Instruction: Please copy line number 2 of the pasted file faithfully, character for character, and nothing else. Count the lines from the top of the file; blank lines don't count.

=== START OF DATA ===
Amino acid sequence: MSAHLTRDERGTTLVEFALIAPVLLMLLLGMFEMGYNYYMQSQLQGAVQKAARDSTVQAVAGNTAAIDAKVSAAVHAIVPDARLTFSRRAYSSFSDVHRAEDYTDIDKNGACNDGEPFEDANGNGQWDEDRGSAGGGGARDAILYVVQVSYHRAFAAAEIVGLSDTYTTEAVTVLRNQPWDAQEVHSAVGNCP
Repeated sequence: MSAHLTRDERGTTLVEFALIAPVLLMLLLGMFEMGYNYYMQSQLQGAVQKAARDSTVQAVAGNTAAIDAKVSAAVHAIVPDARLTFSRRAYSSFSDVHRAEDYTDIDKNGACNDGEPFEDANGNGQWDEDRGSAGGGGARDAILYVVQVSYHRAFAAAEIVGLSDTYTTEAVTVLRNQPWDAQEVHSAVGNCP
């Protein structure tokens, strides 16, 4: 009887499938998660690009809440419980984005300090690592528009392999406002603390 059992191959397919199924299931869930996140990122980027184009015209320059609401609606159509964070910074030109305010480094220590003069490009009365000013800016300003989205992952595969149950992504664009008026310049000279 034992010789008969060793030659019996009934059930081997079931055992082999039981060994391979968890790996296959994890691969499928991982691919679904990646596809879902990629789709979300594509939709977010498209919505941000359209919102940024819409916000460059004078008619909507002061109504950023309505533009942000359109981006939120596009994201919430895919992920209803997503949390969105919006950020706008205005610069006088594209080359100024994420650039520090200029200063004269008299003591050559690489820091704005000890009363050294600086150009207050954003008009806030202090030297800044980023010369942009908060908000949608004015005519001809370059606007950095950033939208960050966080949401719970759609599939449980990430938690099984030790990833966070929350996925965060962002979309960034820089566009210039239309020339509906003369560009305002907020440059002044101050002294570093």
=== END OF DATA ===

Repeated sequence: MSAHLTRDERGTTLVEFALIAPVLLMLLLGMFEMGYNYYMQSQLQGAVQKAARDSTVQAVAGNTAAIDAKVSAAVHAIVPDARLTFSRRAYSSFSDVHRAEDYTDIDKNGACNDGEPFEDANGNGQWDEDRGSAGGGGARDAILYVVQVSYHRAFAAAEIVGLSDTYTTEAVTVLRNQPWDAQEVHSAVGNCP